Many issues – typically those that deal with financial or parenting matters – arise in the family context that parties can’t resolve without going to court. Family law cases are often complicated where the facts from both parties significantly conflict. However, it is important to know that if you are involved in a family law matter, there is a duty of disclosure that the parties need to maintain. This duty of disclosure is true even for cases where both sides consent, e.g. parenting consent orders or financial agreements. This article will run through an overview of the Family Law Rules 2004 (Cth) to provide you with a summary of the duty of disclosure.

What Does the Duty of Disclosure in Family Law Entail?

The duty of disclosure requires that the parties to a matter disclose all information that is relevant to the issue. This requirement means that disclosure needs to be made to the other party as well as to the court.

It is not relevant how the information is stored. The party must provide the information regardless of whether it exists in an electronic format or they store it electronically.

The duty of disclosure also includes information that is not known by the other party in the matter. This aspect allows for the efficient operation of the court as it ensures that the parties make a fully informed decision using all relevant information.

The duty of disclosure does not only apply at the time of a court hearing or on the date of an application. It also applies where the circumstances may have changed for one of the parties. For example, if the court has made spousal maintenance orders and the receiving party were to begin receiving income, the details of the income should be disclosed to the court.

Financial Matters

For financial matters, the standard of the duty of disclosure of information extends to direct and indirect financial circumstances. This rule means that the parties must disclose not only property, earnings, assets, or income owned, but also the financial resources that other people own that may nevertheless bring benefits to you. This disclosure is very common, for example, if there is a family trust of which you are a beneficiary, but not the trustee.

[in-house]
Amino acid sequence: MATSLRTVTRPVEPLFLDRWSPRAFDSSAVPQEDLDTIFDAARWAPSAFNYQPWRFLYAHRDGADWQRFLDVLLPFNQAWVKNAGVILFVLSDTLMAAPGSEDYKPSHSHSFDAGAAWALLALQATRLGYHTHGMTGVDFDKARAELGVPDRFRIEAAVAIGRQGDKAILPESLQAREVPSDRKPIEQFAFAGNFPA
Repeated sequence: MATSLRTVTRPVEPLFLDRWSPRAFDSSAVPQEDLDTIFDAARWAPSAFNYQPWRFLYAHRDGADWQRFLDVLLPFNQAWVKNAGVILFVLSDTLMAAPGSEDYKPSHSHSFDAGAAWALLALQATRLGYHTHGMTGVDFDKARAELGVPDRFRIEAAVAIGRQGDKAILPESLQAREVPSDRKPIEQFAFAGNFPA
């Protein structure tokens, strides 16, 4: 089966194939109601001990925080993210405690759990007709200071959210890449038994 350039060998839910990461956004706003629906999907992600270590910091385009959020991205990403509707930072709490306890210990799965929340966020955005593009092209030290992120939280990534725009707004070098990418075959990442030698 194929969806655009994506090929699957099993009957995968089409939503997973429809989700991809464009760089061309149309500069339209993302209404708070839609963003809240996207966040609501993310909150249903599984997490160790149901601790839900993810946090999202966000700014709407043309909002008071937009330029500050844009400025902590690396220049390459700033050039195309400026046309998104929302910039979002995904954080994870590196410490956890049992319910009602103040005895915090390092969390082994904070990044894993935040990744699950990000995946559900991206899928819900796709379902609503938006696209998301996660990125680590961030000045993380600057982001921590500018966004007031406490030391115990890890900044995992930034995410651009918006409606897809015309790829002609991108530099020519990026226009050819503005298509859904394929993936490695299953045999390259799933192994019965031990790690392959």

Further, the parties will also need to disclose any details of financial gifts, including gifts of real property.

Parenting Matters

The duty of disclosure also exists with relation to parenting matters. The type of information that the parties will need to provide for parenting matters will depend on the type of issues that the court hears.

For example, details may include:

  • The amount of time a child spends in a parent’s care;
  • Details as to schooling; and
  • Details regarding medical information.

Like financial matters, the parties need to disclose these details at all stages of a matter and also if any circumstances change.

Request For Further Information

If a party does not comply with the duty of disclosure, it is possible for the court to make an order to require further information from them. This order comes in multiple forms such as a requirement to produce documents, to inspect documents or general orders for disclosure.


The court will require an undertaking from all parties. The undertaking is a promise that states that you have disclosed all information to your knowledge. You must also acknowledge that a breach of the undertaking you have provided may be considered a contempt of court.

Some penalties may apply for a failure to disclose and for the filing of a false undertaking. These penalties can affect your case or may require you to pay a fine for contempt of court.

The duty of disclosure is integral to the functioning of the courts so you should ensure that you understand your responsibilities surrounding disclosure.

Kristine Biason
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